Very easy. You cannot show the ball to a Jack Russel and don't throw it. I just waited until the waves were small enough to try, paddled to the break and waited for mine. Usually I would be here describing how good was the feeling of jumping on that massive hill, but not this time. The swell suddenly dropped down making the take off doable even for a keen like me. For two hours we didn't have any “bombs” on the spot and I took my chance. I didn't even have the time to sit completely down on board when a big set came out from nowhere. I didn't even paddle so much, I understood straight away that I was right on the impact zone. Looking rapidly around me I saw that every other surfer was going to be hit as well, but even that was not going to save me from drowning or hitting the reef. I remained as calm as never before, I tried not to stare the lip of that first monster and looked only the base (that makes the wave look smaller), but didn't work. So I dropped the board on my side, hyperventilated for a few seconds and tried to go down as much as I could. When the lip touched the surface my only hope was not to be aspired by the power of the wave and be rejected straight on the reef. But hopes in that situation are just the way to feel less responsible for our own decisions. In fact I was not hoping, I was fighting for my life. I never underestimated that massive wave and I guess that is the reason why I'm here now. I couldn't even protect myself, my arms and legs were powerless so I just accepted that energy, kept my adrenaline under a stroke limit and tried to think about the next move. I was never breathless, however it's always a good sensation when you feel your board pulling up your ankle, trying to take you away from the darkest place on earth. Reaching the surface I was expecting to be suddenly hit by the second wave of the set, but luckily she was still three seconds away. I quickly inhaled and down again. This time was all another story. I touched the reef underneath in the same moment I tried to dive. The second hit was a real blast, the water was boiling and rocks were everywhere. I could feel them scratching my shoulders and my feet. When I came back to surface, my board was not pulling on me anymore. I looked at it and saw my board snapped into two pieces. I released the leash and swam to the left trying to avoid the deadly right wave, but I didn't even have the time to worry a bit because the fantastic duo, Mathai Drollet from the water and Trevor Jonson with the jet sky, was already there to take me out of hell. I saw it on the video so many times how to do it, they make a little round and you have to take the hand while jumping on the back of the sea scooter. Believe it or not they arrived one meter from me and than couldn't come closer because of an incoming wave...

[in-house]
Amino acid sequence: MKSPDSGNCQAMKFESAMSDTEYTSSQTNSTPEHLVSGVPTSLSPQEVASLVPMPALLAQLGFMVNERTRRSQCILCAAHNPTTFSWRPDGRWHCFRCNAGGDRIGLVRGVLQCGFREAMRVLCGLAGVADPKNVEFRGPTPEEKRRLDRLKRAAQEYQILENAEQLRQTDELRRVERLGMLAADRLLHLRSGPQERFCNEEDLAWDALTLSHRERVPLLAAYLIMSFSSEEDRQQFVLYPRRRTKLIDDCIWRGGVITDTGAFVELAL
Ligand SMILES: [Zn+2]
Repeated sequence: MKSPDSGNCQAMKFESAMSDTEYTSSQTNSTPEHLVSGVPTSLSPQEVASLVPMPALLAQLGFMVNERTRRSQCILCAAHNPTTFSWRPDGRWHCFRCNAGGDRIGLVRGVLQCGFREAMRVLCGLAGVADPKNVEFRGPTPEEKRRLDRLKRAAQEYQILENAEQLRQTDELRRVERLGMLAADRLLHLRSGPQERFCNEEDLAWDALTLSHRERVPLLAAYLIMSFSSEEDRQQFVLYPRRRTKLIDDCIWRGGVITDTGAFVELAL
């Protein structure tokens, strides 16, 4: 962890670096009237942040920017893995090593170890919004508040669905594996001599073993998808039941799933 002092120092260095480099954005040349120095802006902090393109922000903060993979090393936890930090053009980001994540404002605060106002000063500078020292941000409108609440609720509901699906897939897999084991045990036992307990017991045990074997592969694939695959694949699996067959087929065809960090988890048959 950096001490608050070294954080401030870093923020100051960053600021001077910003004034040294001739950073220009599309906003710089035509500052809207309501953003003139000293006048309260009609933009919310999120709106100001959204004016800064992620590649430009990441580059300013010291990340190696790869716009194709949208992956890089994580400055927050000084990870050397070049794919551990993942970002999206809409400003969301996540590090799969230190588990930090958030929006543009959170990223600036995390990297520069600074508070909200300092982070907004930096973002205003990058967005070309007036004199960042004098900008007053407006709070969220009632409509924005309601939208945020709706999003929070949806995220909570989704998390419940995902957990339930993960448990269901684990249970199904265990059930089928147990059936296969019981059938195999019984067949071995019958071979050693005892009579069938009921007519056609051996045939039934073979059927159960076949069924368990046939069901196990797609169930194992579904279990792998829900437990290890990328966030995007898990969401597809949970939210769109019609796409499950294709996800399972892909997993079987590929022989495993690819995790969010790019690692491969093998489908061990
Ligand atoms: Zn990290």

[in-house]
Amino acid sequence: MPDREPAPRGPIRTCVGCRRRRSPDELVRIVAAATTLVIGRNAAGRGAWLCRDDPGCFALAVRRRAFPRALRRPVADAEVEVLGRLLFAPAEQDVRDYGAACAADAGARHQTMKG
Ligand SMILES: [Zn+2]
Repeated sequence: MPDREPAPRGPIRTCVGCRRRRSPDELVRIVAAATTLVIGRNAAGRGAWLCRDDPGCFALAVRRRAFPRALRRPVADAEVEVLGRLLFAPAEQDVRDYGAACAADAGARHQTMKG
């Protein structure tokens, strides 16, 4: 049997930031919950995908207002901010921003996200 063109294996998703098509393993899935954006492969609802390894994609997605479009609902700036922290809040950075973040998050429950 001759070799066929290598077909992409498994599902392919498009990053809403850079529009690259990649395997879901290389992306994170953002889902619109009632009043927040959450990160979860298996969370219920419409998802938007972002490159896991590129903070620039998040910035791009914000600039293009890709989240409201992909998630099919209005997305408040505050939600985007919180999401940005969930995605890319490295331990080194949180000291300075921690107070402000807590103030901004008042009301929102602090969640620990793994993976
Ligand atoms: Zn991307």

Mathai never left me, showing me where to swim and a few seconds later I was on the back of the jet sky, with Alice taking pictures of the big ego surfer just few seconds before he passed out.

After all, I thought to find myself in a corner, maybe scared to surf again or having some nightmare while sleeping. Honestly there are a few snapshots before the first impact I will never forget. But at the end of the day, I feel a kind of proud.

I know it sounds crazy but I can not imagine my life to be different.

Surviving Teahupoo was a very good welcome to Tahiti!!!!!